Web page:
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The lateral pelvic stabilizers include the tensor fasciae latae, the gluteal complex and several small underlying muscles including the piriformis, obturator externus, obturator internus and gamellus. Weakness or imbalances in any of these muscles can lead to issues in the lower back, hip, knee or ankle. Performing exercises that target the lateral pelvic stabilizers will help correct any existing problems while preventing any future complications.
The glute bridge is an excellent stabilizing exercise that targets the entire gluteal complex. Lie face up on an exercise mat with your knees bent and feet flat on the floor. Pull your belly button into your spine and contract your glutes to lift your hips off the floor until your body forms a straight line from your shoulders to your knees. Hold the position for two to five seconds then lower back to the floor. Complete 10 to 15 repetitions. To increase the difficulty of the exercise, hold a weight across the front of your hips.
Side Bridge Hip Abduction
This challenging exercise improves pelvis stability as well as core strength. Lie on your right side with your right elbow supporting your upper body and your knees and ankles stacked. Contract your abdomen then lift your hips off the floor by creating a bridge with your body. As you lift your hips, simultaneously lift your left leg away from your right leg. Slowly lower your legs and hips back to the floor. Complete 10 to 15 repetitions then repeat the exercise with your other side. Flex your top knee and hip during the lift to work the smaller lateral pelvic stabilizing muscles.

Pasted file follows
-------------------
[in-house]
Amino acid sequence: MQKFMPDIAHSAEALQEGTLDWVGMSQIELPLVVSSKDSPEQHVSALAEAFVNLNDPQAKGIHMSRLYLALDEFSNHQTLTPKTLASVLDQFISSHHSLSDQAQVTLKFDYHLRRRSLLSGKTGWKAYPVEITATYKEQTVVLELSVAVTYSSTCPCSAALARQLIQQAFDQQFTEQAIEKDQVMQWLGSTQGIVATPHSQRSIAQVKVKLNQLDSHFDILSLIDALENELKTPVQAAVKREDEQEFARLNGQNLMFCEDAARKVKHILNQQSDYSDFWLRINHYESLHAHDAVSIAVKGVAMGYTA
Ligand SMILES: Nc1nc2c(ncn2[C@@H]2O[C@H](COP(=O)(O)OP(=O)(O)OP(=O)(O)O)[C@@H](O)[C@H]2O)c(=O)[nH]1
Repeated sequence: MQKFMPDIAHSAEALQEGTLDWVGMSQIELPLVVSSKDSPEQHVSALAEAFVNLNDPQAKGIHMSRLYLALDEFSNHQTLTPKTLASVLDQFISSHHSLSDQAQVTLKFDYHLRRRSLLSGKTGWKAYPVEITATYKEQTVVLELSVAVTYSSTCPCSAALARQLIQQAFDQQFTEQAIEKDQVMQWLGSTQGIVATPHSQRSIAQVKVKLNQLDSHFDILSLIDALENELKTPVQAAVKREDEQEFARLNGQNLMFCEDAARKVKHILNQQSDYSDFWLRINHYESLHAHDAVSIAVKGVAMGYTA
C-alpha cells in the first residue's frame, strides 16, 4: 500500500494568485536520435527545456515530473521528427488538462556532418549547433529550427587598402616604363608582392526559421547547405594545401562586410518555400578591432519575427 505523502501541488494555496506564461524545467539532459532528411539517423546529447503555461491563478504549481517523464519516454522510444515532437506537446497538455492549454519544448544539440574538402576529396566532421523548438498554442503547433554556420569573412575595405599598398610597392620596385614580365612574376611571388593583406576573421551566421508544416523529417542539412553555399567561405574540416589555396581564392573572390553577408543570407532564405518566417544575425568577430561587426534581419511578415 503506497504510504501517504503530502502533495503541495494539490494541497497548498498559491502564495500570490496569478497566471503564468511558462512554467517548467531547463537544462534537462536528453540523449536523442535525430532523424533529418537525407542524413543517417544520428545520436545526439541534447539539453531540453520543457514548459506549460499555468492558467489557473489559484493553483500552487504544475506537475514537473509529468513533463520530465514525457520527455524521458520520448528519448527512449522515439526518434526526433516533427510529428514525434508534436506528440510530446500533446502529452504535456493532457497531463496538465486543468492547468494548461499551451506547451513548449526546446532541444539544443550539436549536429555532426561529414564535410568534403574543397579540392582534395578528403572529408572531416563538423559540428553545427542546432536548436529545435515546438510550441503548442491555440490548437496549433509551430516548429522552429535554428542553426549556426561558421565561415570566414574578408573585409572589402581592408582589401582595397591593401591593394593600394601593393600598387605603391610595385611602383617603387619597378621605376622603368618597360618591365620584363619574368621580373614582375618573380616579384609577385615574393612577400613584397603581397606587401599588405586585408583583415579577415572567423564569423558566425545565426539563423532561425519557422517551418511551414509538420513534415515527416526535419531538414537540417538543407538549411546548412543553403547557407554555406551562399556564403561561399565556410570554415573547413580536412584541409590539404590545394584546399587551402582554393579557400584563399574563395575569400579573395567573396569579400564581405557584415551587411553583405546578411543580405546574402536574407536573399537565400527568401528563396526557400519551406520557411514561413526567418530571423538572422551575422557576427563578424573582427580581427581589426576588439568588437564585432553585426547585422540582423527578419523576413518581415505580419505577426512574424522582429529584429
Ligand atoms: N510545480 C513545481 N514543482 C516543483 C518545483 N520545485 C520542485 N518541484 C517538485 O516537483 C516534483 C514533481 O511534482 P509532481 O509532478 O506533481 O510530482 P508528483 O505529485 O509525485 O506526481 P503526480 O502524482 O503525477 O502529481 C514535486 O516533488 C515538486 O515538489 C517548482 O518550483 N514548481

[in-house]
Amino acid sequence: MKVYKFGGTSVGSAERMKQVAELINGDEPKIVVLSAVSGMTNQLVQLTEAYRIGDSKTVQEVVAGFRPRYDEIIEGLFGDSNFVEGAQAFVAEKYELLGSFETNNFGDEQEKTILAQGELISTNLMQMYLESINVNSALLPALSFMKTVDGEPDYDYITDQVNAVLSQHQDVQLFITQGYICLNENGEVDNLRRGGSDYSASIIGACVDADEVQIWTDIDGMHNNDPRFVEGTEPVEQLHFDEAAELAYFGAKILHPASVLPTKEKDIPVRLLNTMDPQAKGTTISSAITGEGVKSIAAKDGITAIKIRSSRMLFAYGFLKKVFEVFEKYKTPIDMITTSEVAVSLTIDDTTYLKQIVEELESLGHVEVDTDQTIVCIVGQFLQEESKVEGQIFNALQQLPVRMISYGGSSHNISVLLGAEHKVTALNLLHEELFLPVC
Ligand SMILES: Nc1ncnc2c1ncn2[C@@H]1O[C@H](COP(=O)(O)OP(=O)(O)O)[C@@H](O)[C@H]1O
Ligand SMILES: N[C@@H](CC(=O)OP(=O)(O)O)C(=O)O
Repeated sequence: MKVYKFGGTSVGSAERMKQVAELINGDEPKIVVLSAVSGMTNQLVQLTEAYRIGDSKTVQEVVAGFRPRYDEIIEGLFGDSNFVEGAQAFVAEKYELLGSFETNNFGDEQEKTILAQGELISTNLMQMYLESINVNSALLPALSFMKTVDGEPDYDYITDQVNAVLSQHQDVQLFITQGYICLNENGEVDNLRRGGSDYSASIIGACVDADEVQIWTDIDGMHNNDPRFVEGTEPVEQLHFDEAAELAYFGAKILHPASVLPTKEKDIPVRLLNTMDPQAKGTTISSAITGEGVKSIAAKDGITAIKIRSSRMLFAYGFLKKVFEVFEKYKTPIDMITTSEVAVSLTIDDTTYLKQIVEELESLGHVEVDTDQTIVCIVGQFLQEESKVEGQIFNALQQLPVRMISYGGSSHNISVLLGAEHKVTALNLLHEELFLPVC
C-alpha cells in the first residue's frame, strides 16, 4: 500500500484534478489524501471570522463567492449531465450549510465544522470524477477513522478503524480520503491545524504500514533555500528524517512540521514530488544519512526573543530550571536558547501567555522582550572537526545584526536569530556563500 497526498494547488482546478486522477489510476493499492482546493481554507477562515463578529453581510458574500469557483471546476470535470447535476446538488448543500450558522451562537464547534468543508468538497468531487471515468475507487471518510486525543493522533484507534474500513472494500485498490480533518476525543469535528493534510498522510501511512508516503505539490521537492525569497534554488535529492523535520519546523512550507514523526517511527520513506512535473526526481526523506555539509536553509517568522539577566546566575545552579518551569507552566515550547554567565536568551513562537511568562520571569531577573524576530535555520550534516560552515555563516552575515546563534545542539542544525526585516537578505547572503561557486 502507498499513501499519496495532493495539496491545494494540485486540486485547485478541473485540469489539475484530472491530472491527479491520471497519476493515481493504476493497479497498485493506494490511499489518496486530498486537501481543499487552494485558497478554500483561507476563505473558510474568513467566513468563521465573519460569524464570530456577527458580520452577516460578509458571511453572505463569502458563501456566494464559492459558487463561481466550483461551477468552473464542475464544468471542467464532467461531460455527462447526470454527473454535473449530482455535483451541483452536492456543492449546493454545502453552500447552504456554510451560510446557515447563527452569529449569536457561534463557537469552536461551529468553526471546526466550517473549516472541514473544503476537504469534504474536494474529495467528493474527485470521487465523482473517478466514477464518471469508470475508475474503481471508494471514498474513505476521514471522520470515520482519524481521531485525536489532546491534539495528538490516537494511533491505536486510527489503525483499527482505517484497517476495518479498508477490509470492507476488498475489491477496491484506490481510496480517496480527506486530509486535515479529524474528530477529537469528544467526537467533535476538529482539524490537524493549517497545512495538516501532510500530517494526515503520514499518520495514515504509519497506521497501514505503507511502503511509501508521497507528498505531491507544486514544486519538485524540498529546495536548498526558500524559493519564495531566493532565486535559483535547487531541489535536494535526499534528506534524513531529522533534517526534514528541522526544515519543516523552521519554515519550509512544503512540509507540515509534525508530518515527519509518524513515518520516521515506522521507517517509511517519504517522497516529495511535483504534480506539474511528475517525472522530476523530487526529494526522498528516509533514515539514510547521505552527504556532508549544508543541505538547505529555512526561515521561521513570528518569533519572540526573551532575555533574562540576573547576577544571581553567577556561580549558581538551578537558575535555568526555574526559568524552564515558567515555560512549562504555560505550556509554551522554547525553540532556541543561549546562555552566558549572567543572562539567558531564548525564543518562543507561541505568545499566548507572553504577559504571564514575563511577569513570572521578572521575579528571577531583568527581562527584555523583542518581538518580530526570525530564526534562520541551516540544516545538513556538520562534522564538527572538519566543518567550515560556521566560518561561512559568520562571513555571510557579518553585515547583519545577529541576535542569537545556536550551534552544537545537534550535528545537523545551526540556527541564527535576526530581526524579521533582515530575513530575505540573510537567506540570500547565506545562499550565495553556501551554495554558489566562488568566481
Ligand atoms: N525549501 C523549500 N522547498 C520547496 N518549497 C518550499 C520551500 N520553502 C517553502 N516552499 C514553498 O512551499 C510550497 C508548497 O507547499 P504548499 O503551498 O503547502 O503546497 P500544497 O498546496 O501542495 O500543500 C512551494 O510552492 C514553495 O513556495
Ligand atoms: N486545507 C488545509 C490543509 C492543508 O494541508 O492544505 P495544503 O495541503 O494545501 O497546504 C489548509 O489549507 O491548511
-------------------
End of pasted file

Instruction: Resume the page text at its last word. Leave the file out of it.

Lateral Band Steps
Lateral band steps will help dynamically strengthen your lateral pelvic stabilizers. Tie a resistance band around your legs a few inches above your ankles. Begin with your legs shoulder-width apart so that there is some resistance in your band. Stabilize your abdomen, place your hands on your hips then take a small step to the right with your right leg. Follow with your left leg then take a small step to the left. Continue to step back and forth until you've completed 15 to 20 repetitions to each side.
Lying Iliotibial Stretch
While strengthening is a very important component to a lateral pelvic stabilization program, stretching is also crucial -- tight muscles are just as dangerous as weak ones. To stretch the muscles of the lateral pelvis, lie on your right side with your right arm under your head. Bend your left knee, grasping your left foot with your right hand. Gently pull your foot toward your glutes while simultaneously using your right foot to gently push your left knee toward the floor. Breathe deeply while you hold the stretch for at least 30 seconds then repeat the exercise on your other side.